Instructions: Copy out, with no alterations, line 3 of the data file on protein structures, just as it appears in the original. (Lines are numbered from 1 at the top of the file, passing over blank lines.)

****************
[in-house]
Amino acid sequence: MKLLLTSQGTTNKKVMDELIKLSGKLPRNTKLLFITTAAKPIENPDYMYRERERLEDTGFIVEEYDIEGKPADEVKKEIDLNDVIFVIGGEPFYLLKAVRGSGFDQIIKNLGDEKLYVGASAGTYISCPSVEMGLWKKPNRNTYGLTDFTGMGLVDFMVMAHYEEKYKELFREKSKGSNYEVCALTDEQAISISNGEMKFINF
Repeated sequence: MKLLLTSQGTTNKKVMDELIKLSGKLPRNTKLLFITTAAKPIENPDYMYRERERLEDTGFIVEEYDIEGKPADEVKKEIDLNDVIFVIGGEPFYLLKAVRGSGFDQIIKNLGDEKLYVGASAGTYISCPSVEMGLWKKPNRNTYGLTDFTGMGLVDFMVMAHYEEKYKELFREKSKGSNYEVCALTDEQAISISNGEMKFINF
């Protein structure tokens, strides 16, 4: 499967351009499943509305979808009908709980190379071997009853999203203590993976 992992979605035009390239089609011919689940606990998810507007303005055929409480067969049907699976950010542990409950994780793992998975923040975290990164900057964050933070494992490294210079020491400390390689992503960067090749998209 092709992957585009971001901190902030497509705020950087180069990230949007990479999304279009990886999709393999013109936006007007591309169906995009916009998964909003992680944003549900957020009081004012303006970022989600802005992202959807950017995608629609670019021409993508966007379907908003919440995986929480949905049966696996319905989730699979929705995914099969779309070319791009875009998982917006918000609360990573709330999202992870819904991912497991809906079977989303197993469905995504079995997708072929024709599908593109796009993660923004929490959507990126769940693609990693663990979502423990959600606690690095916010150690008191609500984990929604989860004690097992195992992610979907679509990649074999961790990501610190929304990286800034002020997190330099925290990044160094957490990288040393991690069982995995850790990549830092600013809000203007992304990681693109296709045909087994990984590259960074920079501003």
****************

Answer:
Repeated sequence: MKLLLTSQGTTNKKVMDELIKLSGKLPRNTKLLFITTAAKPIENPDYMYRERERLEDTGFIVEEYDIEGKPADEVKKEIDLNDVIFVIGGEPFYLLKAVRGSGFDQIIKNLGDEKLYVGASAGTYISCPSVEMGLWKKPNRNTYGLTDFTGMGLVDFMVMAHYEEKYKELFREKSKGSNYEVCALTDEQAISISNGEMKFINF